An Open Book

Michael Douglas makes quiet desperation palpable as a writer and college professor going to pot in the surprising, very human comedy 'Wonder Boys.'

February 25, 2000|By ANN HORNADAY | ANN HORNADAY,SUN FILM CRITIC

An air of rumpled desperation suffuses "Wonder Boys," as if human emotion were muffled under cottony layers of denial and angst, flailing to get out.

A story of midlife crisis, creative paralysis and the liberating power of conscious choice, "Wonder Boys" exists in that mid-range between an arty small film and a star-driven Hollywood vehicle.

It's that rare, thoroughly satisfying comedy that modestly reaches toward mature filmgoers, counting on their wry recognition of its chastened tone and graying pop references (Bob Dylan, Van Morrison, Neil Young), even as it indulges in outrageous flights of adolescent whimsy.

Michael Douglas plays Grady Tripp, an English professor at a small college in Pittsburgh whose first novel was a hit seven years ago and whose second book is a work-in-progress. As "Wonder Boys" opens, Grady is on page 2,611. You might say he has closure issues.

Those issues will come to a head on one particular weekend, during which Tripp must endure a series of indignities. For starters, he's just been left by the latest in a string of young wives, and there's a comely student (Katie Holmes) who can't wait to come to his aid and comfort. The campus is celebrating "Wordfest," a book festival attended by Grady's hungry editor Terry Crabtree (Robert Downey Jr.), who has brought along an escort of indeterminate sexuality, and Tripp's star student James Leer (Tobey Maguire) is mooning around spookily, providing Grady with ample reminder of his own faded glory as a bright young novelist. And this entire crew is to make an appearance at the home of the school chancellor (Frances McDormand) and her priggish husband (Richard Thomas).

From there, things only get weirder. To make matters worse for Grady, he's almost out of marijuana -- a bag of Northern California's finest that he keeps stashed in his car glove box and of which he partakes early and often.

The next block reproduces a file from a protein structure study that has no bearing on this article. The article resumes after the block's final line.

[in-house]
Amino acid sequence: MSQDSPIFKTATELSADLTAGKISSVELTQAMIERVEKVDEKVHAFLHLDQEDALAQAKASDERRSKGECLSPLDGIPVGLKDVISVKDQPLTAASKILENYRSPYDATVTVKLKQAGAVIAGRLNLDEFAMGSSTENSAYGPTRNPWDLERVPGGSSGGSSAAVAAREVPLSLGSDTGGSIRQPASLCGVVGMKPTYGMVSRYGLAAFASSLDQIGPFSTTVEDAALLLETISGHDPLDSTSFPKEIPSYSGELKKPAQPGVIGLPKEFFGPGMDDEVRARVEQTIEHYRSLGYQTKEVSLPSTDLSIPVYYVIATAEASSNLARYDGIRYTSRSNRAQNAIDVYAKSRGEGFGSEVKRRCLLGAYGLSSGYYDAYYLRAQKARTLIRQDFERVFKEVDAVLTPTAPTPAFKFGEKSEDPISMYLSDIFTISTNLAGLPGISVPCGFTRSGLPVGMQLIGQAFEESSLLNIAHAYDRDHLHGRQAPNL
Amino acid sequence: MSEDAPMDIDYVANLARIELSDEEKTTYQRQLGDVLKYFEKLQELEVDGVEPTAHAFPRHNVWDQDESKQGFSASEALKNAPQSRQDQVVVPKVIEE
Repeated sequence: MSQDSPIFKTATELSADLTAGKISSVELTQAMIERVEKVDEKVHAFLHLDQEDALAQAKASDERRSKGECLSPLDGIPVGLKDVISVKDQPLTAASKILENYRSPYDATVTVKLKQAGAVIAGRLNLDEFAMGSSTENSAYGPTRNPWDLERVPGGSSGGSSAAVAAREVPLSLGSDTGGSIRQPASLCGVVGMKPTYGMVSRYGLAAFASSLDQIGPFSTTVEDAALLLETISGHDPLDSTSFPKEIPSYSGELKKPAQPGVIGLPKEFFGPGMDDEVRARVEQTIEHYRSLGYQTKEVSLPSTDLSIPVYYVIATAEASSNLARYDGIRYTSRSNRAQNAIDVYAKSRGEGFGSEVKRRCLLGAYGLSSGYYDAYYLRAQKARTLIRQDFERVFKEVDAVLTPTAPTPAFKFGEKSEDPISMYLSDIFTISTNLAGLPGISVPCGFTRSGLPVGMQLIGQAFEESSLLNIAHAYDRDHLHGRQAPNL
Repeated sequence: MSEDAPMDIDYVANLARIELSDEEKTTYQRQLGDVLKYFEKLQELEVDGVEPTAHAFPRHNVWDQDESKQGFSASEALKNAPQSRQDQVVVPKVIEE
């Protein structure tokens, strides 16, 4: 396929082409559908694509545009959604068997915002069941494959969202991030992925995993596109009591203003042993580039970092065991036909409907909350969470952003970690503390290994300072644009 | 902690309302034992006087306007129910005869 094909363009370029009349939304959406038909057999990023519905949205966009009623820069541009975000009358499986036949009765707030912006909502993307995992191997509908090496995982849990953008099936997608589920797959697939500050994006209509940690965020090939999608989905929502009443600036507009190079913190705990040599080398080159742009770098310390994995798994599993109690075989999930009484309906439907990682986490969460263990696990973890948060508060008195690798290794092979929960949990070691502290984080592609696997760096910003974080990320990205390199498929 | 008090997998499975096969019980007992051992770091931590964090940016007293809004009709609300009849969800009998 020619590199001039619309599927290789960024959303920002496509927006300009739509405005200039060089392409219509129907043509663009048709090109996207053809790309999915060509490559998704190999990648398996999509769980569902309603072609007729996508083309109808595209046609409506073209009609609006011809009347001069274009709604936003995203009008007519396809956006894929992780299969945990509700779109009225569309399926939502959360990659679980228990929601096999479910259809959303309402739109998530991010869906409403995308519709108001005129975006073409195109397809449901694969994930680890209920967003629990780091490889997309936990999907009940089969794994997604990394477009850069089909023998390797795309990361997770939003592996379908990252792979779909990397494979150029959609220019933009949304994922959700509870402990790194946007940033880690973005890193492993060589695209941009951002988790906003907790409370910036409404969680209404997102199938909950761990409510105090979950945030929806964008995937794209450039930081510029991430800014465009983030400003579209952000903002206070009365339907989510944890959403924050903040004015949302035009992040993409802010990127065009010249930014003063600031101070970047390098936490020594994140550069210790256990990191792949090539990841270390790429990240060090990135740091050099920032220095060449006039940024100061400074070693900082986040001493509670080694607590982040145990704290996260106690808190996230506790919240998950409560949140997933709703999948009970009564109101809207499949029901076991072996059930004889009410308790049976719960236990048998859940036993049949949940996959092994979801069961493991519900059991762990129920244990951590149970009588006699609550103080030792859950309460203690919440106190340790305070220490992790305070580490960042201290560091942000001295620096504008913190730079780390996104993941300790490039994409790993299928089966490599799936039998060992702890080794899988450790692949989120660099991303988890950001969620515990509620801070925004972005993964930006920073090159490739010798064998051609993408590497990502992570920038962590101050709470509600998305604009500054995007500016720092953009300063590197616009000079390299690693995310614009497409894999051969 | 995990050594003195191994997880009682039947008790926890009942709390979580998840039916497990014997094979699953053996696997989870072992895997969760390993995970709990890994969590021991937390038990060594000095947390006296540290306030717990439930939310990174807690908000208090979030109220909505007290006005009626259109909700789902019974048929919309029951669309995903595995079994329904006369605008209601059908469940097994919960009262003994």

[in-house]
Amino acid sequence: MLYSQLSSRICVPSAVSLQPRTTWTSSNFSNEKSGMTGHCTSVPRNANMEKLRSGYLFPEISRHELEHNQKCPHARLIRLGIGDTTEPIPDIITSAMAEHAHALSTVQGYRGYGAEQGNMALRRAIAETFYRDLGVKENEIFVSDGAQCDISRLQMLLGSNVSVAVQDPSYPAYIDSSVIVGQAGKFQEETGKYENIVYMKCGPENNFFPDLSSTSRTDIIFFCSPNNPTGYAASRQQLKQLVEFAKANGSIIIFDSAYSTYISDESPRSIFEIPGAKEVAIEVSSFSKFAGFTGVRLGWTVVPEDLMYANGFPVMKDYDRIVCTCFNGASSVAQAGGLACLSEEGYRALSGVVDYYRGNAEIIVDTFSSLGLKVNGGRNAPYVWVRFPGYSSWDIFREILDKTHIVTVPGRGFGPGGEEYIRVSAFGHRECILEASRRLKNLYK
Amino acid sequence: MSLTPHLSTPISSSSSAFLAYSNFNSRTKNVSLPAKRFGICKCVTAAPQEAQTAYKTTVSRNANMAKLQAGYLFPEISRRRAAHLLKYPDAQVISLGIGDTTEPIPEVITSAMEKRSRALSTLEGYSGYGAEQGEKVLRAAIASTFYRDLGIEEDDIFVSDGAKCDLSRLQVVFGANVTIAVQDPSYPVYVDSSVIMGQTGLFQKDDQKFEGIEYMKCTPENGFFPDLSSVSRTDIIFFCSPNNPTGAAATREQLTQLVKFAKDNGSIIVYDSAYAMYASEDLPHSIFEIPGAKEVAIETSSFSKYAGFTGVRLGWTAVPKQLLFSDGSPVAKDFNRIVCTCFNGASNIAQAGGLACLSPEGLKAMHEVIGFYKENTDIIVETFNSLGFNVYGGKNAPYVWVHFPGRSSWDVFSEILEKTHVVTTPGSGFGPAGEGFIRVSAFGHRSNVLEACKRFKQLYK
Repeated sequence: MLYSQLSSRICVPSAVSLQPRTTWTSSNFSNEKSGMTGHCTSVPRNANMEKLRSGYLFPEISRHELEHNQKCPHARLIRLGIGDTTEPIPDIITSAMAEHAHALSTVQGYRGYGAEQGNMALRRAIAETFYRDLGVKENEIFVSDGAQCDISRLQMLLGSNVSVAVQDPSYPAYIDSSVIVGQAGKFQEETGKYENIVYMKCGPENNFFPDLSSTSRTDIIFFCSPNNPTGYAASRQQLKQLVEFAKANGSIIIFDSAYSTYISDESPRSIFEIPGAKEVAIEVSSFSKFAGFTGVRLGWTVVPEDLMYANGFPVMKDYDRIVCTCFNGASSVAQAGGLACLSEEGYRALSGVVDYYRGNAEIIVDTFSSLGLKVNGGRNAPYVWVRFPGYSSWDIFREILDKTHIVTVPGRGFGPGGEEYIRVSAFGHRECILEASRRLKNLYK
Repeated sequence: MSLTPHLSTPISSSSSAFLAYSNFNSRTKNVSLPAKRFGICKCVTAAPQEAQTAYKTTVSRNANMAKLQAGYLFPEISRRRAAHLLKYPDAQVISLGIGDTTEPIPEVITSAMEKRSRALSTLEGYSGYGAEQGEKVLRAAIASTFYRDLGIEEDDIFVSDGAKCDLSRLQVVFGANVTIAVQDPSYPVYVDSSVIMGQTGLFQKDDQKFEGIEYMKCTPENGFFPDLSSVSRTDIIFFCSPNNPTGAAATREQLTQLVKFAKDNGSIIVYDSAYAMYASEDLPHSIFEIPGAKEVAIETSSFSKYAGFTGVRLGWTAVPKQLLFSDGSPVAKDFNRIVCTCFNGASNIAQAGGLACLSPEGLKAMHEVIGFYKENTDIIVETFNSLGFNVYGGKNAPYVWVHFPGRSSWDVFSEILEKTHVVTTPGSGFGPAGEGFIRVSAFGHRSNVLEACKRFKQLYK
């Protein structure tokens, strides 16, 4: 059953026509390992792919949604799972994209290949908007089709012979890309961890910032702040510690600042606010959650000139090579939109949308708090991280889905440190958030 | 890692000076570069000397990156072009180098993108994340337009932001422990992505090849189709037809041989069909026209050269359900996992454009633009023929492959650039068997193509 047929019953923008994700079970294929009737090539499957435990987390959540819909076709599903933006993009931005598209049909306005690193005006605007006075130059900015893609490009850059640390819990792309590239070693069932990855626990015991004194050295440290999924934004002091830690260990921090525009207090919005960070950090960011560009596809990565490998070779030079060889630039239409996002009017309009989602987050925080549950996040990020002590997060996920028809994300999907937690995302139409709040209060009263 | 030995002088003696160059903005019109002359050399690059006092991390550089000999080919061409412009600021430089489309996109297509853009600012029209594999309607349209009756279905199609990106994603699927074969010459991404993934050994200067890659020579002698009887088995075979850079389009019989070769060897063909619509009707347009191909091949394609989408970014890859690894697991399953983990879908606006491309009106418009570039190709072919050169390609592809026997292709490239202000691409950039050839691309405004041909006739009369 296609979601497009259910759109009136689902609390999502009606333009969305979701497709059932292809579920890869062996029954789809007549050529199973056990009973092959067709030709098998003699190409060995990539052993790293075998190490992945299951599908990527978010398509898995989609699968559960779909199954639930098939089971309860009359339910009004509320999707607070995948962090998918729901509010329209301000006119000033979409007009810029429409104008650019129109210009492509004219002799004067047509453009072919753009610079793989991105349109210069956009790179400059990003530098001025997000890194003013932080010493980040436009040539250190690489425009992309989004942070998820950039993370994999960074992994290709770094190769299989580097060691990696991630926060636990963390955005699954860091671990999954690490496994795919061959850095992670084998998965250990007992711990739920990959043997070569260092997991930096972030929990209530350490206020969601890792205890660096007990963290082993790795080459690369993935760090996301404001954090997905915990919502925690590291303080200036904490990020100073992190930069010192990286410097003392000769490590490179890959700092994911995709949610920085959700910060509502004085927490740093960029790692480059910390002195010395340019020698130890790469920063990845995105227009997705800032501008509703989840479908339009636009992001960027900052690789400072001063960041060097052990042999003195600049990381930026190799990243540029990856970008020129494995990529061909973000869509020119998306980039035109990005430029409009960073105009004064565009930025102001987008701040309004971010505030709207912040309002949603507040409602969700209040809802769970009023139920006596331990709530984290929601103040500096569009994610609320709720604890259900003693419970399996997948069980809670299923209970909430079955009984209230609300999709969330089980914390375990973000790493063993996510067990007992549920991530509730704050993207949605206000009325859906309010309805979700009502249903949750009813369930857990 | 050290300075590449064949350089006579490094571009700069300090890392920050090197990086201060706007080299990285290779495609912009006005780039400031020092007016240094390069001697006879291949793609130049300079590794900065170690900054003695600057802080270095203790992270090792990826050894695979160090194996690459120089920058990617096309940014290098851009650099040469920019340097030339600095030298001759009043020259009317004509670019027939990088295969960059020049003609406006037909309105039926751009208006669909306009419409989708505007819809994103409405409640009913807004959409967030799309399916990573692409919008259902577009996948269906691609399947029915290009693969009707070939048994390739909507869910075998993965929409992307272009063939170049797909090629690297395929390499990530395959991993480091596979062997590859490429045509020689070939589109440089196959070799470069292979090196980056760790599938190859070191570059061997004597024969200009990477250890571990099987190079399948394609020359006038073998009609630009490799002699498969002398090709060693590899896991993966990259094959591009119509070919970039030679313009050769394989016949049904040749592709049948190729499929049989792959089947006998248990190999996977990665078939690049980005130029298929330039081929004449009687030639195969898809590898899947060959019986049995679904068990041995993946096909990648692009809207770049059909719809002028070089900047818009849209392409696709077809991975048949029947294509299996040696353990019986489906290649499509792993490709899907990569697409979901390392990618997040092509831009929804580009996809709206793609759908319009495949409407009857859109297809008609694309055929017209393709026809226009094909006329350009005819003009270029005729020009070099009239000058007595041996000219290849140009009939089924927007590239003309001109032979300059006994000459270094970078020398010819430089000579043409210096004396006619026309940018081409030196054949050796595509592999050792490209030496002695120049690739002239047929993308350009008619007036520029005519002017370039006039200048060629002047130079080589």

No more clues need be given to this jocular film, which is as surprising in its delicate tone of resignation as in its slightly overblown plot. One look at Douglas' paunchy jowls tells you that this is a man teetering on the edge of a long slide down. Thanks to Hanson's assured grasp of the reins, that slide takes dips and turns where the audience least expects them, and even at its most preposterous -- and things do get way out of hand -- the action never insults.

"Wonder Boys" owes quite a bit to an understated, admirably un-vain performance from Douglas, who effectively erases his sharky Gordon Gekko persona here and emerges as an affable unmade bed. Downey infuses his careerist, sexually voracious Crabtree with an essential air of vulnerability and, as usual, Frances McDormand exerts almost superhuman power in the quietly effective role of a confident, self-contained woman who is just as confused as the men who stumble and blunder around her.

In some ways, the relationship between Grady and James Leer will remind viewers of the inter-generational friendship portrayed in last year's quirky coming-of-age tale "Rushmore." "Wonder Boys" has the same cockeyed quality to it, and it's looking at the same thing -- the ephemeral potency of youth and the elusive rewards of growing up -- though through the opposite lens. "Rushmore" was told from the point of view of the nerdy, maladjusted student; this is the story as it might have been told from Bill Murray's point of view, losing nothing in comedy and gaining everything in poignancy.

Curtis Hanson adopted "Wonder Boys" from the Michael Chabon novel. His overrated "L.A. Confidential" was all style and no substance, but he proves his artistic mettle here, coaxing a lively ensemble piece from the interior monologues of Chabon's novel and letting this oddly affecting story tell itself in its own way. With a wistful look at the wages of ambition and the failure of promise, "Wonder Boys" finally celebrates self-awareness, ending on a muted, quietly moving note of triumph.

`Wonder Boys'

Directed by Curtis Hanson

Starring Michael Douglas, Tobey Maguire, Frances McDormand, Robert Downey, Jr., Rip Torn, Katie Holmes

Rated R (language and drug content)

Running time 112 minutes

Released by Paramount Pictures

Sun score ***

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